In my 30s, retirement can seem like such a long way off. And in our current economy and with the way things are headed with Social Security, Medicare, and the apparent general lack of government willingness to take steps to fix these issues, finding a way to look at retirement planning positively is becoming increasingly difficult for me to do. This however, doesn’t mean that I’m not taking steps to learn more about my retirement and look for ways to plan for and fix my own retirement situation, even if my federal government isn’t willing to help out.
The following are some of the things I’ve done — and in turn, learned — about my retirement and retirement tracking.
What I’ve Tracked
I’m a highly analytical person, so I love to track various components of our financial lives. From utility and home costs, to baby expenses and income, there is just about no aspect of our finances that I don’t track, gauge or watch to some extent.
When it comes to retirement progress, I tend to take several major areas into consideration. First off, I gauge overall expenses on a monthly and annual basis so that I can gauge costs, cost changes, and personal inflation rates. This can be a good indication of the direction our costs are heading over time, and by watching our personal inflation rate, I can get a better feel for where our expenses will be as we age.
Second, I gauge our overall asset totals. By watching things like savings, retirement accounts, savings bonds, our home value, and other assets, I can see overall changes in these various assets and determine the progress we’re making over time and at what rate. This provides me with an overall investment return that I can use to gauge future investment growth until retirement.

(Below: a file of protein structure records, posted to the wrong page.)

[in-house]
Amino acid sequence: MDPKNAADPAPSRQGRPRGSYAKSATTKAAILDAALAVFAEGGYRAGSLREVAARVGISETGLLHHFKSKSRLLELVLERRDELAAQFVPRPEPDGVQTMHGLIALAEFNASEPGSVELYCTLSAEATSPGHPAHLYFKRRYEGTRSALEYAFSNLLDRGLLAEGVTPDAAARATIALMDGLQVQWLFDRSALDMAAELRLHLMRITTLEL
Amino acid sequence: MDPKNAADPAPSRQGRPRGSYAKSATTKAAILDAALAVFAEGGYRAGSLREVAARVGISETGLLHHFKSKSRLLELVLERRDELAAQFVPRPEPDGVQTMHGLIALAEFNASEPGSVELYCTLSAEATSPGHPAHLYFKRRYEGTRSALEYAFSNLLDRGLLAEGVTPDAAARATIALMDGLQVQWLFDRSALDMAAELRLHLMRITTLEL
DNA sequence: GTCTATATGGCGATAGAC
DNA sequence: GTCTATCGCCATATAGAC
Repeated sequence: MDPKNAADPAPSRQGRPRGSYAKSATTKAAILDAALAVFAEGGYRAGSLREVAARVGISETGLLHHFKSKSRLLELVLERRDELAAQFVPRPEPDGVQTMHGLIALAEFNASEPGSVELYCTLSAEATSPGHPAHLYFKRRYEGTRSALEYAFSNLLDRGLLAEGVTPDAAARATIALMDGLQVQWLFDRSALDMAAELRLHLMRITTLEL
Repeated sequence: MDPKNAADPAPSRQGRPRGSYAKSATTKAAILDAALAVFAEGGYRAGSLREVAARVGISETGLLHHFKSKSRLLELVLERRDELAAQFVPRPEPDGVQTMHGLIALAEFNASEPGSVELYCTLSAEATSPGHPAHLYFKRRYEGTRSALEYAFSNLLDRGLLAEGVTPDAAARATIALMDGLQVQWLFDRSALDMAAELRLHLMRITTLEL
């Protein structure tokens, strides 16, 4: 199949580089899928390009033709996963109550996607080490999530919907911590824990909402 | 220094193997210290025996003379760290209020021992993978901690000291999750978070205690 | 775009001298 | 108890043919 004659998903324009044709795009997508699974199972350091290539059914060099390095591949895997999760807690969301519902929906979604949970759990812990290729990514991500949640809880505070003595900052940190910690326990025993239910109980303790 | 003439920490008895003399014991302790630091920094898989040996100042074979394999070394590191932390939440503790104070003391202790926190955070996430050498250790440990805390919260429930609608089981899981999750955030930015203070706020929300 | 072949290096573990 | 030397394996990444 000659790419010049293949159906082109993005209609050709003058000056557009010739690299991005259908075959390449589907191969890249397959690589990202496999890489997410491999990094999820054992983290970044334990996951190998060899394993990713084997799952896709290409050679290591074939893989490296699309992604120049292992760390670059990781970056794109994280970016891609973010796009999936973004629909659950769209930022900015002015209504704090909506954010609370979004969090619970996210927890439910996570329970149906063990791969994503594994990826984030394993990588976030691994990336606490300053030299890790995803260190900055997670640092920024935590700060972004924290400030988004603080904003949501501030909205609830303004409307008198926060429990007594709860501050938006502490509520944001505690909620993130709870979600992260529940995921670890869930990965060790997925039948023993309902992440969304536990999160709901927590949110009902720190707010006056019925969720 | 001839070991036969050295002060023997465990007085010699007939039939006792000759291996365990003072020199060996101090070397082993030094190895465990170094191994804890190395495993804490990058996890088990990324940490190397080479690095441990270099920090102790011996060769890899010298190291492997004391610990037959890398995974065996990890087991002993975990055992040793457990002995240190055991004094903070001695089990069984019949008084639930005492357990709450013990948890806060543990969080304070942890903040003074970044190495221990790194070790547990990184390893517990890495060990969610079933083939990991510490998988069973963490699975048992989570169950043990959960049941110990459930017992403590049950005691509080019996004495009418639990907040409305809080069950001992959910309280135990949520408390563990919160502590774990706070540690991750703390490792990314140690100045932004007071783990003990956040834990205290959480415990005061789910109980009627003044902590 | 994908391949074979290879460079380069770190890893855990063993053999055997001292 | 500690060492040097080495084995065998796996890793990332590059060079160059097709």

And third, I gauge our income totals so that I can get a better feel not only for how much money we make, but for how much is going to Social Security and what our (estimated) Social Security benefits will (hopefully) one day be.
How I Tracked it
So how do I track all this stuff? Well, it’s really not that difficult and I don’t try to make it harder than it needs to be. Relatively simple spreadsheets that I update regularly work just fine. For spreadsheets like income, I just use one page that I fill in month by month throughout the year, creating a new page for the following year so that I can go back and review my annual progress over time. For my asset tracking, I tend to create a new copy for each month so that I can break down progress both month-over-month and year-over-year.
So after four years, what exactly have I learned from my tracking?
Well, for one thing, as I already mentioned, I can get a feel for how various investments are progressing over time. Beyond this though, I can gauge overall progress in asset totals, determine seasonal adjustments (like summer when my wife isn’t working), and keep all our retirement-related information in one simple to view and utilize location. This way I can compile all our totals (Social Security benefits, retirement accounts, savings, home value, etc.) in one place.
Over the four-year tracking timeframe, not only have I been able to determine investment return values, but overall growth as well. With such numbers to aid my planning, I can get a better feel for where we’ll be in 10, 20 or 30 year’s time, see where we need to make adjustments, and look for ways in which we need to or could diversify into riskier or safer investments based upon our returns and asset allocations.
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The author is not a licensed financial professional. This article is for informational purposes only and does not constitute legal or financial advice. Any action taken by the reader due to the information provided in this article is solely at the reader’s discretion.